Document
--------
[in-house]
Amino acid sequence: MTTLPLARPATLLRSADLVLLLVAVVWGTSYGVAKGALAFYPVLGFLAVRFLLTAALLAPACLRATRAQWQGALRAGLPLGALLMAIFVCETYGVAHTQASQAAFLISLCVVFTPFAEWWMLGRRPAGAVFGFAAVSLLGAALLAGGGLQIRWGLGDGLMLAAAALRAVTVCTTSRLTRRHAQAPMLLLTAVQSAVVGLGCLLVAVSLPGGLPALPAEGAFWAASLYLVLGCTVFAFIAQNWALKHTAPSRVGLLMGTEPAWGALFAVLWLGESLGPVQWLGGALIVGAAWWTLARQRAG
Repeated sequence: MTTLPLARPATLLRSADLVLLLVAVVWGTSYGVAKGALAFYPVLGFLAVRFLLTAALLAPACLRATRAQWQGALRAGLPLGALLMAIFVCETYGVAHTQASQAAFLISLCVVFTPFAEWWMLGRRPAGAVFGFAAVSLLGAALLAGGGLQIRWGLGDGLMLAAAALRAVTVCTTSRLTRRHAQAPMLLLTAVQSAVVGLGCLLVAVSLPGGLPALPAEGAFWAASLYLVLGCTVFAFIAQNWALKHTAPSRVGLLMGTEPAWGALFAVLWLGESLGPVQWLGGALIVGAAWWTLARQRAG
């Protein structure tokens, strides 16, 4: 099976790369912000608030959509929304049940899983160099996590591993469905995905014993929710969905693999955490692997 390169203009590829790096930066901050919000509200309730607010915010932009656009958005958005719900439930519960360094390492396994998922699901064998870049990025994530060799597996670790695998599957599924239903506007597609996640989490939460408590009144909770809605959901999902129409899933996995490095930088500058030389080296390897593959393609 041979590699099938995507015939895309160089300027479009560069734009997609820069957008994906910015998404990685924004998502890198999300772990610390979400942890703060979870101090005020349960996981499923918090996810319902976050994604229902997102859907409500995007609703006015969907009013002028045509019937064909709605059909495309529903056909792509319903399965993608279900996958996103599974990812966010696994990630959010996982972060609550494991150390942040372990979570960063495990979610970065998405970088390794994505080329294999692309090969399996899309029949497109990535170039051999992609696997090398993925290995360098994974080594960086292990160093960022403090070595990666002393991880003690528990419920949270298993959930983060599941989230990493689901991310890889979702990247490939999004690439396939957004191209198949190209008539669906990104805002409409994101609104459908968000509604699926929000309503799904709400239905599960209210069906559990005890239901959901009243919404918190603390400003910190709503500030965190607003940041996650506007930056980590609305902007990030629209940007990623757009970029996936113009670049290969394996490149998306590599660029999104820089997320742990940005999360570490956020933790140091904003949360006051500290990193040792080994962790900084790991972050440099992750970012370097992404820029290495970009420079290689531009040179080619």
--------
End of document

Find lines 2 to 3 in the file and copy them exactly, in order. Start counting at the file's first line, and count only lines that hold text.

Amino acid sequence: MTTLPLARPATLLRSADLVLLLVAVVWGTSYGVAKGALAFYPVLGFLAVRFLLTAALLAPACLRATRAQWQGALRAGLPLGALLMAIFVCETYGVAHTQASQAAFLISLCVVFTPFAEWWMLGRRPAGAVFGFAAVSLLGAALLAGGGLQIRWGLGDGLMLAAAALRAVTVCTTSRLTRRHAQAPMLLLTAVQSAVVGLGCLLVAVSLPGGLPALPAEGAFWAASLYLVLGCTVFAFIAQNWALKHTAPSRVGLLMGTEPAWGALFAVLWLGESLGPVQWLGGALIVGAAWWTLARQRAG
Repeated sequence: MTTLPLARPATLLRSADLVLLLVAVVWGTSYGVAKGALAFYPVLGFLAVRFLLTAALLAPACLRATRAQWQGALRAGLPLGALLMAIFVCETYGVAHTQASQAAFLISLCVVFTPFAEWWMLGRRPAGAVFGFAAVSLLGAALLAGGGLQIRWGLGDGLMLAAAALRAVTVCTTSRLTRRHAQAPMLLLTAVQSAVVGLGCLLVAVSLPGGLPALPAEGAFWAASLYLVLGCTVFAFIAQNWALKHTAPSRVGLLMGTEPAWGALFAVLWLGESLGPVQWLGGALIVGAAWWTLARQRAG